Maybe I’ve been to too many airshows (like there could ever be such a thing!) or maybe I’m just attuned to the noises that planes make, but I’ve recently noticed something and tested out my theory yesterday.

Sometimes when I’m working in my home office I will hear a deep rumbling that will last for several minutes. It’s plenty loud enough to get my attention, almost like a large semi idling while parked outside – but we’re on a narrow side street at the top of a freakin’ huge hill, so we get very, very few big trucks up here. They can come up here – the trash trucks are weekly visitors, and every now and then we’ll get a big moving truck or something, but they’re rare. So when I start noticing these sounds several times a week, I got curious.

Yesterday it was cloudy and cool, and that might have helped with the acoustics. But when I heard the sound and it had been going on for a minute or two, long enough to register, I went outside to look. The sound was quite distinct, but fading off to the north. A quick check of my FlightRadar24 app confirmed my suspicion:

We may be on a very narrow, steep hill which discourages trucks, but we’re also directly under the flight path for jumbo jets heading from LAX to Asia. While a great many of the newer big jets have much quieter engines, the older jets are noisy, and many of them have been converted for cargo. That rumbling I had just heard was a KAL cargo 747 headed to Seoul.

Is it repeatable?

Two hours early I heard it again and didn’t wait, immediately went outside. Too cloudy to see anything, but the app showed that it was another cargo 747 headed to Seoul, this time from Atlas Air.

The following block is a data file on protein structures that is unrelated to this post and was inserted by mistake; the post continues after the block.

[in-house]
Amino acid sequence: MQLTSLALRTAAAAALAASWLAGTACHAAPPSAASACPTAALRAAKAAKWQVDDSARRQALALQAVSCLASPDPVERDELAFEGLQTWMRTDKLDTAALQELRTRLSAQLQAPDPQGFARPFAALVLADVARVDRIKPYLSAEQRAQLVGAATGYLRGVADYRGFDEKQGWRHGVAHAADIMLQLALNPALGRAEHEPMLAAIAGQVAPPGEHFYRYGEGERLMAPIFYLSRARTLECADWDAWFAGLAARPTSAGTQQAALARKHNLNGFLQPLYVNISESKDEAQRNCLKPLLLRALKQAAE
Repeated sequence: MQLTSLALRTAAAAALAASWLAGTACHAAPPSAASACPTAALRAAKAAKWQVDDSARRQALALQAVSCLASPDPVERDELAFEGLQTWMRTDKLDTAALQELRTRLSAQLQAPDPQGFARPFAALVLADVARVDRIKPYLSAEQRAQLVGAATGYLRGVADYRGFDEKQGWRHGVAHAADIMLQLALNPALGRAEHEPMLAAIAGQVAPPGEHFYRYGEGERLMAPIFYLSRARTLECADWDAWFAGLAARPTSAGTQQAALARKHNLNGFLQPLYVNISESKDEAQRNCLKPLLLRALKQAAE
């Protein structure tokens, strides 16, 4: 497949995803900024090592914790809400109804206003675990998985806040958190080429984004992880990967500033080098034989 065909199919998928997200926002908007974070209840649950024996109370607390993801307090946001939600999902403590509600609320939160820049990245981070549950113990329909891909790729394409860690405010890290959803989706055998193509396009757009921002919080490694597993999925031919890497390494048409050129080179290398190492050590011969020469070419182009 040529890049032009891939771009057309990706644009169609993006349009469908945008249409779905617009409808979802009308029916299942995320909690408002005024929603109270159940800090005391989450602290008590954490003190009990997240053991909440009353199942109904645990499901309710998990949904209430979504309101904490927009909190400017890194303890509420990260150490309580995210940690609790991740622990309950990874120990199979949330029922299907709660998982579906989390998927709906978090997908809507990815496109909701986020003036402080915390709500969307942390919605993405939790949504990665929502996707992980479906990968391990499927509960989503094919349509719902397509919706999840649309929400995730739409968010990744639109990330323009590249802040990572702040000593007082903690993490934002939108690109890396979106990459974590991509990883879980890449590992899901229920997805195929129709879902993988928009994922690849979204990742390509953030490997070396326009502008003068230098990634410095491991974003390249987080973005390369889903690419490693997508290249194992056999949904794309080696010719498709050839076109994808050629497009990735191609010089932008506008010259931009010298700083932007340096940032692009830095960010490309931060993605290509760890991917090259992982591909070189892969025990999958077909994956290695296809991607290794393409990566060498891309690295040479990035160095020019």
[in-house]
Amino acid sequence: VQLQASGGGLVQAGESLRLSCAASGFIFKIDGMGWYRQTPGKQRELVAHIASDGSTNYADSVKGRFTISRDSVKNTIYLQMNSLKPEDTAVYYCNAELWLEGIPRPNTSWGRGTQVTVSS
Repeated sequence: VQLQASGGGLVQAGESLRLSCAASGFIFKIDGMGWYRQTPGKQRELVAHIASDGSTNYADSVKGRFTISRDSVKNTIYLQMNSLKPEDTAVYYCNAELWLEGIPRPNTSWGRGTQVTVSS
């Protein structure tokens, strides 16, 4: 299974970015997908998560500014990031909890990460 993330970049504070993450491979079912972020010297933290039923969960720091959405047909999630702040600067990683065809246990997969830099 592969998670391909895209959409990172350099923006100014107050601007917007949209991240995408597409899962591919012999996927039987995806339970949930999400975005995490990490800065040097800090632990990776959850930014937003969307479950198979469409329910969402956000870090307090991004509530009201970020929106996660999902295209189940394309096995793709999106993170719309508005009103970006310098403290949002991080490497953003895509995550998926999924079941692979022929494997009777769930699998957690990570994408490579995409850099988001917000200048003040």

I love the sound of jet engines in the morning! Or, in this case, the late afternoon and evening. Or whenever.


Filed under Flying, Los Angeles

2 responses to “Rumbling

  1. Just as I loved Concorde, I liked the Jumbos, regardless of noise. My brother lives under the Heathrow flightpath – about two miles from the end of the runway, but on my last visit (October?) even I noticed it was quieter, not just with fewer planes but the planes are quieter.
    Freight, of course, is another matter.

    Liked by 1 person

    • I remember hearing stories of soldiers in Vietnam hearing the sound of the B-52 engines where there would be dozens of planes in a flight, all up at 40K-50K feet, going off to carpet bomb the jungle targets. The rumble even from that height would shake your bones.


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